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Kentucky seniors ranked in the bottom 10 states for 23 of the 35 measures ranked by the 2015 America’s Health Ranking Seniors Report, placing Kentucky in 48th place for the second year in a row.
“The report is a call to action. We believe you can’t improve what you don’t measure,” Dr. Julie Daftari, market medical director for United Health Care of Kentucky told Alyssa Harvey of the Bowling Green Daily News. “It may start with seniors taking individual action. If we live long enough, we’ll be part of these statistics in the future.”
The report notes that smoking is the leading cause of preventable death in the U.S. and “older smokers are at an increased risk of smoking-related illness as they tend to be heavy smokers with an average smoking duration of 40 years” and “are less likely than younger smokers to believe that smoking harms their health.” Kentucky, with 11.8 percent of its seniors regularly smoking, ranked third highest in senior smoking, behind Nevada and Mississippi.
The report is intended to point out the health challenges facing today’s seniors and offer a starting point to help states determine what needs to change. That being said, Kentucky ranks very low in an area that could help improve these outcomes: community support, where it ranks 45th.
The report did say that Kentucky seniors do have some strengths. They have a low prevalence of chronic drinking, low percentage of adults needing pain management, high flu vaccination coverage and a low percentage of low-care nursing home residents.
More Kentucky seniors also reported very good or excellent health since last year’s report, up to 33.7 percent from 31.2 percent.
The report noted that a decrease in physical inactivity is a nationwide problem for seniors, with 33.1 percent of seniors nationwide reporting they did not get enough physical activity. This percentage was even higher in Kentucky at 40.2 percent, which is higher than the previous two years (34.5 percent in 2014 and 17 percent in 2013).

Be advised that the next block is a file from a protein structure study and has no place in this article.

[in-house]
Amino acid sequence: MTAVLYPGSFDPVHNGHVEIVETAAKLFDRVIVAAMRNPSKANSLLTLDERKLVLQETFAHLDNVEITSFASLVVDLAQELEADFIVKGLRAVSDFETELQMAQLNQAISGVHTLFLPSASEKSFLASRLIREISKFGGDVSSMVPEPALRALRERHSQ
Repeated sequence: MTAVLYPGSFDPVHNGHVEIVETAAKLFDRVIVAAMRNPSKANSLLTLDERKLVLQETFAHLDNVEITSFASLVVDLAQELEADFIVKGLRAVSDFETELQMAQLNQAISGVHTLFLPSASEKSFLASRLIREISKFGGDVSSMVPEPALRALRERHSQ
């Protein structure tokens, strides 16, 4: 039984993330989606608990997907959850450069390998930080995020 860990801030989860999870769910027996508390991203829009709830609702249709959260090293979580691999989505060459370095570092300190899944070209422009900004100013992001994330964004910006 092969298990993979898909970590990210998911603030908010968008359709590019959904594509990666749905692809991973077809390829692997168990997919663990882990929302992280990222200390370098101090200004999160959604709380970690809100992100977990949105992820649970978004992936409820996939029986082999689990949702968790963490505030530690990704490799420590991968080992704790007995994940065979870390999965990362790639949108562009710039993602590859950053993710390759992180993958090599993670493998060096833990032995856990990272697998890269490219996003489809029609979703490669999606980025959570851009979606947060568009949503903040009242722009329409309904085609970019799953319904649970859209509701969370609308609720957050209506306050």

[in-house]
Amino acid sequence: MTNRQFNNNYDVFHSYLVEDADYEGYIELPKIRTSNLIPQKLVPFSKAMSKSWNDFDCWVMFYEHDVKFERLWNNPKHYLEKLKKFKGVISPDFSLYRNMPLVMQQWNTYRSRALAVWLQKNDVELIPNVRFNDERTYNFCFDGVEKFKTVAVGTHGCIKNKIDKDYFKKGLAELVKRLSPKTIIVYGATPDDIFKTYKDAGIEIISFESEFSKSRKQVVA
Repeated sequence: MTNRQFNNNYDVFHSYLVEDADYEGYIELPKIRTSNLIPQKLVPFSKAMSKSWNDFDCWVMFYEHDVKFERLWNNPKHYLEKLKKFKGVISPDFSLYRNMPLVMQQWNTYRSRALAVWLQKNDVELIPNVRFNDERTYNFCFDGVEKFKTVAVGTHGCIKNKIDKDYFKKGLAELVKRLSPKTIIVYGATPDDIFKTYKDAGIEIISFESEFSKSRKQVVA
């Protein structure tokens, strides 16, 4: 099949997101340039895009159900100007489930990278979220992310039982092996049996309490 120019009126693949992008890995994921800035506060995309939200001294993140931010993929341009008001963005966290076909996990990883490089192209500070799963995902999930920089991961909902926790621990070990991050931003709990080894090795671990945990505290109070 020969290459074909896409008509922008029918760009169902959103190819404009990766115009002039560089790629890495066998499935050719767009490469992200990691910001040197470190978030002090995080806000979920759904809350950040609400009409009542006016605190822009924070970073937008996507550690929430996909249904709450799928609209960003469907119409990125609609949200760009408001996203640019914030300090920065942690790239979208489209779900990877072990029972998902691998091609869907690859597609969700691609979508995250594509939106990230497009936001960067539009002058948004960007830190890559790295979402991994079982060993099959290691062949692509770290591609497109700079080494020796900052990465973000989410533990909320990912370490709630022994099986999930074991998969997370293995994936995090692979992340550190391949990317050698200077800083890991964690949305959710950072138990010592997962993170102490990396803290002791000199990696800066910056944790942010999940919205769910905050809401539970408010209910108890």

The report notes that today, one in seven Americans are aged 65 and older, and in the next two decades the rest of the 77 million baby boomers will move into this demographic. The report also projected the increase in Kentucky’s senior population between 2015 to 2030 will be 41.8 percent.
“The fact that we were able to identify key strengths and challenges gives Kentucky an opportunity to address those specific issues,” Daftari told Harvey. “If these challenges aren’t addressed, there may be a significant strain on health care in the future.”
The rankings were based on 35 measures of senior health including behavior determinants like smoking and dental visits; micro and macro community and environmental determinants like poverty and social support; policy issues like percentage of seniors on SNAP; and measures of clinical care like the percentage of seniors who receive home health.; and outcomes like the percentage of seniors who have fallen. It also included measures like education and cognition.